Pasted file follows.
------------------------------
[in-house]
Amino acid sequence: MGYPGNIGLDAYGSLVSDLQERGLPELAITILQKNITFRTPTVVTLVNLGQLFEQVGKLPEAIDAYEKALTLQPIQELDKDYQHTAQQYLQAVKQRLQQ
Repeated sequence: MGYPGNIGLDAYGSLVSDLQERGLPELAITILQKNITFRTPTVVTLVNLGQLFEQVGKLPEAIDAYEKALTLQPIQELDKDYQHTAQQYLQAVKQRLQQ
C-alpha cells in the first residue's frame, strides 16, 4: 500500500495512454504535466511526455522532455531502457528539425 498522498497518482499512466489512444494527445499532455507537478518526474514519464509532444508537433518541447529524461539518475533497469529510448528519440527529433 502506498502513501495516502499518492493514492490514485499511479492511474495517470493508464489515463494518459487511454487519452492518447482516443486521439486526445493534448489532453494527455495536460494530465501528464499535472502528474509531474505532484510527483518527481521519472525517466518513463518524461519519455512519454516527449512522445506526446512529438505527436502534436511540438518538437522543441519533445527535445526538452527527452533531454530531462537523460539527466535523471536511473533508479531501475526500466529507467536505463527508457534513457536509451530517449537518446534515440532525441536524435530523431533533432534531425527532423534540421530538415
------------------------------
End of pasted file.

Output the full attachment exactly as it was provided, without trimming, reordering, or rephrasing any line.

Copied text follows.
[in-house]
Amino acid sequence: MGYPGNIGLDAYGSLVSDLQERGLPELAITILQKNITFRTPTVVTLVNLGQLFEQVGKLPEAIDAYEKALTLQPIQELDKDYQHTAQQYLQAVKQRLQQ
Repeated sequence: MGYPGNIGLDAYGSLVSDLQERGLPELAITILQKNITFRTPTVVTLVNLGQLFEQVGKLPEAIDAYEKALTLQPIQELDKDYQHTAQQYLQAVKQRLQQ
C-alpha cells in the first residue's frame, strides 16, 4: 500500500495512454504535466511526455522532455531502457528539425 498522498497518482499512466489512444494527445499532455507537478518526474514519464509532444508537433518541447529524461539518475533497469529510448528519440527529433 502506498502513501495516502499518492493514492490514485499511479492511474495517470493508464489515463494518459487511454487519452492518447482516443486521439486526445493534448489532453494527455495536460494530465501528464499535472502528474509531474505532484510527483518527481521519472525517466518513463518524461519519455512519454516527449512522445506526446512529438505527436502534436511540438518538437522543441519533445527535445526538452527527452533531454530531462537523460539527466535523471536511473533508479531501475526500466529507467536505463527508457534513457536509451530517449537518446534515440532525441536524435530523431533533432534531425527532423534540421530538415